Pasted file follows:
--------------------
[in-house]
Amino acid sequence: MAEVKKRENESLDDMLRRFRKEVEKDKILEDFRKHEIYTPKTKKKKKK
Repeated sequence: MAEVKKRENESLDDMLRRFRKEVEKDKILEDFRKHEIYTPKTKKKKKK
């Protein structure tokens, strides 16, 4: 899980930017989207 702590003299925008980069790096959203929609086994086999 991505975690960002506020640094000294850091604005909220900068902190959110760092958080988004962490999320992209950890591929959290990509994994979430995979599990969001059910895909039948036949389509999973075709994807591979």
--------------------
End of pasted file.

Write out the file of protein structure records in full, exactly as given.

[in-house]
Amino acid sequence: MAEVKKRENESLDDMLRRFRKEVEKDKILEDFRKHEIYTPKTKKKKKK
Repeated sequence: MAEVKKRENESLDDMLRRFRKEVEKDKILEDFRKHEIYTPKTKKKKKK
């Protein structure tokens, strides 16, 4: 899980930017989207 702590003299925008980069790096959203929609086994086999 991505975690960002506020640094000294850091604005909220900068902190959110760092958080988004962490999320992209950890591929959290990509994994979430995979599990969001059910895909039948036949389509999973075709994807591979």